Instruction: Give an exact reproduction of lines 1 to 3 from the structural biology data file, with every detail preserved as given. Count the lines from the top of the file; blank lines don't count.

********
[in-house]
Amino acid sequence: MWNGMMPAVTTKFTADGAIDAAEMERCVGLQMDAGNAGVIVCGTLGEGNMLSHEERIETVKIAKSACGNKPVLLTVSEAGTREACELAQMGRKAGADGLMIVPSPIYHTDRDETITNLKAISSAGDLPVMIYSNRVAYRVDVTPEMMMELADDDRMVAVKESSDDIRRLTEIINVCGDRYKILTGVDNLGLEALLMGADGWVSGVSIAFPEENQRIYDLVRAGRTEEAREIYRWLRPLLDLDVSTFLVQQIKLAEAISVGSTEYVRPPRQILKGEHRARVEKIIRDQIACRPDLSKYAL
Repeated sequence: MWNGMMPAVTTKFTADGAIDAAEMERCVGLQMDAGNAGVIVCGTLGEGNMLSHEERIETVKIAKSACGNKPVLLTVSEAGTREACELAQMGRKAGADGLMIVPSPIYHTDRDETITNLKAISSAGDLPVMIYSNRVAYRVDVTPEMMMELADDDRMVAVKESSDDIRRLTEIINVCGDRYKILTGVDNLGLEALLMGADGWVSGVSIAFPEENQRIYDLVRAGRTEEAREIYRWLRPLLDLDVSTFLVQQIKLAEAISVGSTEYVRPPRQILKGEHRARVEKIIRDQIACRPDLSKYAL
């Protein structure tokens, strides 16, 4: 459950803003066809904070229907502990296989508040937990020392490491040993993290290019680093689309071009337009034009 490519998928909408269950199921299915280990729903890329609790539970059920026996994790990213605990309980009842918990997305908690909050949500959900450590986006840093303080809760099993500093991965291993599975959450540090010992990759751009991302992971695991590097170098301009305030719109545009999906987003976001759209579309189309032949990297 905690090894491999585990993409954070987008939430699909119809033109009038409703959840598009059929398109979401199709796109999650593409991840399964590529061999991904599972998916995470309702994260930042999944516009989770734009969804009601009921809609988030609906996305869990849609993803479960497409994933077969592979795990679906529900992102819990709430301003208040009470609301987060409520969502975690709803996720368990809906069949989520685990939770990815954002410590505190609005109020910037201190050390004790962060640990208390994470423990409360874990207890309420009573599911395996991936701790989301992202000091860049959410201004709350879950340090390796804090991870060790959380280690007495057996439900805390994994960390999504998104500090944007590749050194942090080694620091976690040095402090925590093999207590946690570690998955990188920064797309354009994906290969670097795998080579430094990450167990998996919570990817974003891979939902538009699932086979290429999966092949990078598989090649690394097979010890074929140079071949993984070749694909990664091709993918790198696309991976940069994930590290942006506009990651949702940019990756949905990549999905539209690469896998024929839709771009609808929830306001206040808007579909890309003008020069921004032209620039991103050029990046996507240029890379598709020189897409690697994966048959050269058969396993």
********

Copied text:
[in-house]
Amino acid sequence: MWNGMMPAVTTKFTADGAIDAAEMERCVGLQMDAGNAGVIVCGTLGEGNMLSHEERIETVKIAKSACGNKPVLLTVSEAGTREACELAQMGRKAGADGLMIVPSPIYHTDRDETITNLKAISSAGDLPVMIYSNRVAYRVDVTPEMMMELADDDRMVAVKESSDDIRRLTEIINVCGDRYKILTGVDNLGLEALLMGADGWVSGVSIAFPEENQRIYDLVRAGRTEEAREIYRWLRPLLDLDVSTFLVQQIKLAEAISVGSTEYVRPPRQILKGEHRARVEKIIRDQIACRPDLSKYAL
Repeated sequence: MWNGMMPAVTTKFTADGAIDAAEMERCVGLQMDAGNAGVIVCGTLGEGNMLSHEERIETVKIAKSACGNKPVLLTVSEAGTREACELAQMGRKAGADGLMIVPSPIYHTDRDETITNLKAISSAGDLPVMIYSNRVAYRVDVTPEMMMELADDDRMVAVKESSDDIRRLTEIINVCGDRYKILTGVDNLGLEALLMGADGWVSGVSIAFPEENQRIYDLVRAGRTEEAREIYRWLRPLLDLDVSTFLVQQIKLAEAISVGSTEYVRPPRQILKGEHRARVEKIIRDQIACRPDLSKYAL